Working from home — everyone’s dream come true, right? If so, then how come a lot of people have trouble focusing on the task at hand? Perhaps because there’s no one to hold them accountable? Or perhaps because their comfy couch, TV, and alluring bed are nearby, making it easy for them to get distracted, sneak in a nap or an episode of their favorite show on Netflix? With these tips, you can (and will) be productive working from home.
1. Turn off the WiFi.
But I need it for work, I hear you saying as you toss your cereal at me through your computer screen. (I swear, so much of the world’s procrastination is due to Internet distractions: YouTube videos, Facebook, emailing everyone you know right back the moment they write to you, etc.) Even if you do need to be online for work, you can do your non-Internet-reliant work first, then fill in the blanks later, once the majority of your work is done. Don’t trust yourself?
Install something like Freedom onto your computer, which blocks you from accessing the Internet. Once you see how much more you get done, you’ll be hooked (and not to online games).
2. Create a work space.
Yes, some people work in pajamas on their couch, but I find it’s better to sit in an upright chair (without the temptation to lie down and “accidentally” fall asleep) behind a desk. That way, it truly gets me in the mood to work. Try it. You’ll see.
3. Don’t answer personal emails and calls during work hours.
Yes, you are your own CEO at your house, but if you want to be the most productive, hold off on doing personal tasks. You are not only your CEO, but also your top employee, so you need to take yourself seriously. Personally, if I am writing from home, I give myself a five-minute break—i.e., reward—at the end of each hour to check personal emails or Facebook, but that’s it. Five minutes. Any more, and it’s too distracting, so if you have bad discipline, wait until the end of the day.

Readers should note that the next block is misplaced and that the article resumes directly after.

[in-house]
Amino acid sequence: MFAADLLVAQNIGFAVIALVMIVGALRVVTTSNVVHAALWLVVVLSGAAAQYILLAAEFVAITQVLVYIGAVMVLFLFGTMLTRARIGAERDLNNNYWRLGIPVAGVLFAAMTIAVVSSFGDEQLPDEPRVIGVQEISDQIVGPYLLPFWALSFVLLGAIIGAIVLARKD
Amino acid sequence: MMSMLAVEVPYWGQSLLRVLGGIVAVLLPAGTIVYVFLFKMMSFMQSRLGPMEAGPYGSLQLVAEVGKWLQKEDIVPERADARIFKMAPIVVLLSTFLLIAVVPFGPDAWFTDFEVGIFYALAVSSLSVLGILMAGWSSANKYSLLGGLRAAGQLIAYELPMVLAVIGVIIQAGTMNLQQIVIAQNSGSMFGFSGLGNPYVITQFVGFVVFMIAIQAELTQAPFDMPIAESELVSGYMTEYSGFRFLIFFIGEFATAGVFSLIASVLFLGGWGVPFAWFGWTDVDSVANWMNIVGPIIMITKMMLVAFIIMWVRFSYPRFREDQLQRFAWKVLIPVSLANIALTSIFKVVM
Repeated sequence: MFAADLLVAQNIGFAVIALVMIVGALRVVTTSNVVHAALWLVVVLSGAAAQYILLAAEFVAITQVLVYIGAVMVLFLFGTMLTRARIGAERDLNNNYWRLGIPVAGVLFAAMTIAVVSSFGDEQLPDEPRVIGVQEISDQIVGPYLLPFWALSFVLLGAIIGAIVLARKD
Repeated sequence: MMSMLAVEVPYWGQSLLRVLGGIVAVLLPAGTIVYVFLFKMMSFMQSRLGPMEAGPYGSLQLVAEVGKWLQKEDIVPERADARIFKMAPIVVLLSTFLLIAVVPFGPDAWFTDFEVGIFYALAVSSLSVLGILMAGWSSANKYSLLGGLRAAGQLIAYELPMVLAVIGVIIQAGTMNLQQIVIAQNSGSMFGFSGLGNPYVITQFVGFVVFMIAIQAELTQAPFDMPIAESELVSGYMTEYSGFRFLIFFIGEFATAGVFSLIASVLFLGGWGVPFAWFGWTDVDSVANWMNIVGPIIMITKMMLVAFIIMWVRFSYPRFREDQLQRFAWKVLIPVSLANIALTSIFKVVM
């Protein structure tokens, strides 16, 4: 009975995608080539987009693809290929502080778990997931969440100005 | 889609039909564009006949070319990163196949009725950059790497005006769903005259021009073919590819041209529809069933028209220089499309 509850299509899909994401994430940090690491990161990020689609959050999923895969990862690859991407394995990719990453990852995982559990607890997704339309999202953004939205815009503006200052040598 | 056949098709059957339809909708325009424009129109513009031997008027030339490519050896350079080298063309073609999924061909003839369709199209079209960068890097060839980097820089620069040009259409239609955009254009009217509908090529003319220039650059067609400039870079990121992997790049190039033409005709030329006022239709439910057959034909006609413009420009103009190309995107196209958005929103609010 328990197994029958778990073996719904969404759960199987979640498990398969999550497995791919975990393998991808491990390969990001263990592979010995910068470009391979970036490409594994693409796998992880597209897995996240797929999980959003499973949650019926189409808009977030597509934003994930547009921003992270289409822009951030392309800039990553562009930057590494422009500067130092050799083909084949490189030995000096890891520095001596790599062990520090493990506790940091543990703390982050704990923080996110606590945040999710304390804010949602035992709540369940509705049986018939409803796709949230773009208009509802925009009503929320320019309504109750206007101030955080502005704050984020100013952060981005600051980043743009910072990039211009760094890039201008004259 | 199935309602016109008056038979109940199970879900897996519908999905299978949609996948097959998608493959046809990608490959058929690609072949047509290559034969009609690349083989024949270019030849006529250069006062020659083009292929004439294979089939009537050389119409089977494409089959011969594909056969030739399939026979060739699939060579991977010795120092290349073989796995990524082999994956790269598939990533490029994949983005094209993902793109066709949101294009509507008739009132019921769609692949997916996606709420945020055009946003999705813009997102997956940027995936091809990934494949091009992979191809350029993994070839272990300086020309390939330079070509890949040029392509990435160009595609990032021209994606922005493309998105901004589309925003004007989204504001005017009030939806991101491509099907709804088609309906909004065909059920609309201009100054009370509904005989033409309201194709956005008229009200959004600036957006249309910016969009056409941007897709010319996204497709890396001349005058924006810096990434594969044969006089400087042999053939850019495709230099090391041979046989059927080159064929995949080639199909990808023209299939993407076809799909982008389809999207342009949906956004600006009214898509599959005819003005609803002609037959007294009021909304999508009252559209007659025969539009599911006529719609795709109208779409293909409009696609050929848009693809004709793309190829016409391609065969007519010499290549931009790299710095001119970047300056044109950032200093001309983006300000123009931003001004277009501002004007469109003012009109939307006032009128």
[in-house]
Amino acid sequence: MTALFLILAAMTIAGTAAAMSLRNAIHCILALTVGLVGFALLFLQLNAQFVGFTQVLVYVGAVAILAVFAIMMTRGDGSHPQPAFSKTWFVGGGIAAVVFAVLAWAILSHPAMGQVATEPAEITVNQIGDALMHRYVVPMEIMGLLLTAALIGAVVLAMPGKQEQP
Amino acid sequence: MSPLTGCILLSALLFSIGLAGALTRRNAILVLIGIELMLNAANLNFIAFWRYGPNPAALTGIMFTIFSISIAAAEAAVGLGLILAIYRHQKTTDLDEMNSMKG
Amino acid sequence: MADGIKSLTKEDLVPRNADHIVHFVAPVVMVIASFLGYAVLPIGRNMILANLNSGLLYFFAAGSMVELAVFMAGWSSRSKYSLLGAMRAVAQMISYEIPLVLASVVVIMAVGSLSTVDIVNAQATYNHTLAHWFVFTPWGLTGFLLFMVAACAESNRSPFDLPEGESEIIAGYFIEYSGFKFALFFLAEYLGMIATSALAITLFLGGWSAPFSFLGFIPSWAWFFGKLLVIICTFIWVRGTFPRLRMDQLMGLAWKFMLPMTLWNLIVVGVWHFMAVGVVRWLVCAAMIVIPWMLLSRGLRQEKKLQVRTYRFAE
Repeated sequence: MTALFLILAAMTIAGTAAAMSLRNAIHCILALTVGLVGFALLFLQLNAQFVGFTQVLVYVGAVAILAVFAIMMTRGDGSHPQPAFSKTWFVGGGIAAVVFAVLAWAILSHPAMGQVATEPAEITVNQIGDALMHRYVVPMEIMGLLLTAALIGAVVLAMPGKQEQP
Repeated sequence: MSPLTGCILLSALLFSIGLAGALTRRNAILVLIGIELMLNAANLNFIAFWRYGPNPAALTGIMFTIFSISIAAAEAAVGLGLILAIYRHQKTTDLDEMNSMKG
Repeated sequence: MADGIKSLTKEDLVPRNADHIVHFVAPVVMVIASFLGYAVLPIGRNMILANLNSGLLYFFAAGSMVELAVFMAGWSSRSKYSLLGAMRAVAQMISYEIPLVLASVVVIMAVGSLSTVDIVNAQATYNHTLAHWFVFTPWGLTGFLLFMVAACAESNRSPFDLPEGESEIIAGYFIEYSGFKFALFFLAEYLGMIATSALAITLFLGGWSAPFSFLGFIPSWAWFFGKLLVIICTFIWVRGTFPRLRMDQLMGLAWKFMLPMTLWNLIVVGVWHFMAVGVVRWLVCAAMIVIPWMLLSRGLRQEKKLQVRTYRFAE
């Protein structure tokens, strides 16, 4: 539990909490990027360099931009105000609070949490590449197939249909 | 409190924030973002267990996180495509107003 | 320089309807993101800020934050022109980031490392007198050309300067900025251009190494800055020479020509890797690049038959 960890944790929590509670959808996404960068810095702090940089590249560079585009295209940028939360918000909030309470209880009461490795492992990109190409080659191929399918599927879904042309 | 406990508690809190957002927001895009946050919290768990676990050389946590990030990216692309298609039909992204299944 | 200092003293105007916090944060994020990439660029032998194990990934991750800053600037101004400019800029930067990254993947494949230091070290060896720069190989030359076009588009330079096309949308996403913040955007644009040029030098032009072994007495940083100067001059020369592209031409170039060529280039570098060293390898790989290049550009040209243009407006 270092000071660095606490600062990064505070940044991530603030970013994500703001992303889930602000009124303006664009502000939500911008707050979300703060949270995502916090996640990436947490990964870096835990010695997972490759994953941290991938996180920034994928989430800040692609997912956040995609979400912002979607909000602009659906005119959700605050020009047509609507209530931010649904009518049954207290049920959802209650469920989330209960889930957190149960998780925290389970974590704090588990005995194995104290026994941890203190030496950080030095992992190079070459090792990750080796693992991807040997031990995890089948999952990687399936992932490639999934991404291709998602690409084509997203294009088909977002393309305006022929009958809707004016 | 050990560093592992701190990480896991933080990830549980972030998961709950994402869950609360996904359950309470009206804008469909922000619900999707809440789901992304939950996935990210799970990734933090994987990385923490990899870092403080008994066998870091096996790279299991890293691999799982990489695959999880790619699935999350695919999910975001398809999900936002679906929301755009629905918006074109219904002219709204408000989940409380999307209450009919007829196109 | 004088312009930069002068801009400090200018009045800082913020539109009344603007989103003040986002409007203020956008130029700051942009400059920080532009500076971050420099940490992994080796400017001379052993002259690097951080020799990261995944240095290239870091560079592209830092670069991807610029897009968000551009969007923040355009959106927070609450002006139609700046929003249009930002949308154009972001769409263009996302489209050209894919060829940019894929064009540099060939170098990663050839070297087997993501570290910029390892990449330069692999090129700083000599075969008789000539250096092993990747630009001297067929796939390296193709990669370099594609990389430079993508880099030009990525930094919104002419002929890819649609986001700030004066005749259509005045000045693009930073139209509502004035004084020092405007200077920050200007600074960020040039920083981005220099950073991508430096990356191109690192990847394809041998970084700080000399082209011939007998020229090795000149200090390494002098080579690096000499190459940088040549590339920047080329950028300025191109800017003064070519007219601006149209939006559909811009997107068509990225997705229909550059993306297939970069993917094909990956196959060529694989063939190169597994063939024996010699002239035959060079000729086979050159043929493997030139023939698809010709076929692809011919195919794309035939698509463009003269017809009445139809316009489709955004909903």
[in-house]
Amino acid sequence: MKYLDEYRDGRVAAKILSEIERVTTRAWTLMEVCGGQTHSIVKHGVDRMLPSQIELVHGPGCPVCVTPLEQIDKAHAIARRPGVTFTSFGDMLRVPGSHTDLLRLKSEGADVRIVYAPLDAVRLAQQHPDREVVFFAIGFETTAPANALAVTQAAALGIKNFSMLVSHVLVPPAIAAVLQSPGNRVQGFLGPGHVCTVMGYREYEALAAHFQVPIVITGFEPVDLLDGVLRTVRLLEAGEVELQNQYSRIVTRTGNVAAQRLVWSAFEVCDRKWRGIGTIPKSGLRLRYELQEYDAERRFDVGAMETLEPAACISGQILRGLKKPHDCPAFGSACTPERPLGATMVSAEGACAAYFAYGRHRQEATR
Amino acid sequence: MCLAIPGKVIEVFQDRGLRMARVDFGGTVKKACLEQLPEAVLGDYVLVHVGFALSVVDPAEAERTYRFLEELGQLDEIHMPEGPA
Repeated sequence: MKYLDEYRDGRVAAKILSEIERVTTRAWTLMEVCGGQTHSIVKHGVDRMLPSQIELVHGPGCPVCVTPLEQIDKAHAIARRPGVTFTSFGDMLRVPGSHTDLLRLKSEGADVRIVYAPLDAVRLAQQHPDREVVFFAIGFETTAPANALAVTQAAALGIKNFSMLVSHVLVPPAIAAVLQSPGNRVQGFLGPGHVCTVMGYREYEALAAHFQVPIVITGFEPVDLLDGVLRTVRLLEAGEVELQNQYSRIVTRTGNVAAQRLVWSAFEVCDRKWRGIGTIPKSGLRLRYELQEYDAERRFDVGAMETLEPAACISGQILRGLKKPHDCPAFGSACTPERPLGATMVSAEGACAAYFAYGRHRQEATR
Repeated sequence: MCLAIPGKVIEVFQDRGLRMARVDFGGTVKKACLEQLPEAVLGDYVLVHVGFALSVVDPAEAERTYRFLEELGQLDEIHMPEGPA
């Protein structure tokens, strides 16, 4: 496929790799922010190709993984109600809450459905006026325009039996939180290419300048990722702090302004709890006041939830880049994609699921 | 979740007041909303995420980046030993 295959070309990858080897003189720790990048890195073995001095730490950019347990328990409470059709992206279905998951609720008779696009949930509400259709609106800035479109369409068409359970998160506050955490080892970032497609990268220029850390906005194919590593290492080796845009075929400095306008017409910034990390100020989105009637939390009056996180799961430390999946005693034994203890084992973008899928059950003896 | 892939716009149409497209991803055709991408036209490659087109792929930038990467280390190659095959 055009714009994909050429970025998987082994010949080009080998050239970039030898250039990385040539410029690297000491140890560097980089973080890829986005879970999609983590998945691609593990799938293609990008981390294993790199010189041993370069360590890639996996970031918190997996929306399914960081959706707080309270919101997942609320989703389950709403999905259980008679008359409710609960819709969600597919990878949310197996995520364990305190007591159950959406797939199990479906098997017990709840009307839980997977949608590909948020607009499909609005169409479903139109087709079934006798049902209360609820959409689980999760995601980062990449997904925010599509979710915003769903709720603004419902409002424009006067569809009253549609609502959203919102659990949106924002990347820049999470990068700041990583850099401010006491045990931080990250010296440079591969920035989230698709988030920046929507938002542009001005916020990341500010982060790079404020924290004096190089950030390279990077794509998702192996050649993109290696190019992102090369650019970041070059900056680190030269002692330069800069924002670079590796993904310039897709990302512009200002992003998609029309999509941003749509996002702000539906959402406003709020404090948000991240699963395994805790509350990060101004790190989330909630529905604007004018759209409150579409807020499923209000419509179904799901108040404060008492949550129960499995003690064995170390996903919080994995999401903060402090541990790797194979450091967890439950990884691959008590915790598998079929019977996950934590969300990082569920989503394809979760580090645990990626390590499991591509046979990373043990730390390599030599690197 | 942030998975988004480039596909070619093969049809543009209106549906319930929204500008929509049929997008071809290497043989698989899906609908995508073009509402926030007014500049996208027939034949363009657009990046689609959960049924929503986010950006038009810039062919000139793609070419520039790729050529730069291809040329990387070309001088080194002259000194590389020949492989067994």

4. Set your work hours.
What will your home work hours be? Some people flourish in the morning, while others do so after midnight, when the world’s asleep, and yet others need to work the same hours their clients are awake. By getting into a set routine, you’ll be more productive.
5. Make a plan.
Have a chart of daily, weekly, and monthly goals to accomplish. At day’s end, make sure you’re on track and, if not, figure out what happened that threw you off. (Did you spend an hour on the phone with your mom? Did you take a two-hour lunch break instead of an hour? Did you get stuck playing Candy Crush… again?)
6. Have someone hold you accountable.
Tell a friend (or colleague) about your work goals for the day—or week—and have them check in with you each day or week to see if you’ve accomplished all you set out to do. Like having a gym buddy, they’ll help you stay on course.
7. Take breaks.
All that said above, make sure to take breaks. When I first started freelance writing from home, I’d work and work and work and not take breaks. But, when I started to get bleary-eyed, I realized the importance of stepping outside now and then, walking around the block, eating snacks (not to mention lunch!), and so forth.
Though working from home takes some practice (and a lot of discipline), it is doable. However, if all else fails, go work at a coffee shop (without Internet even) or rent a communal office space.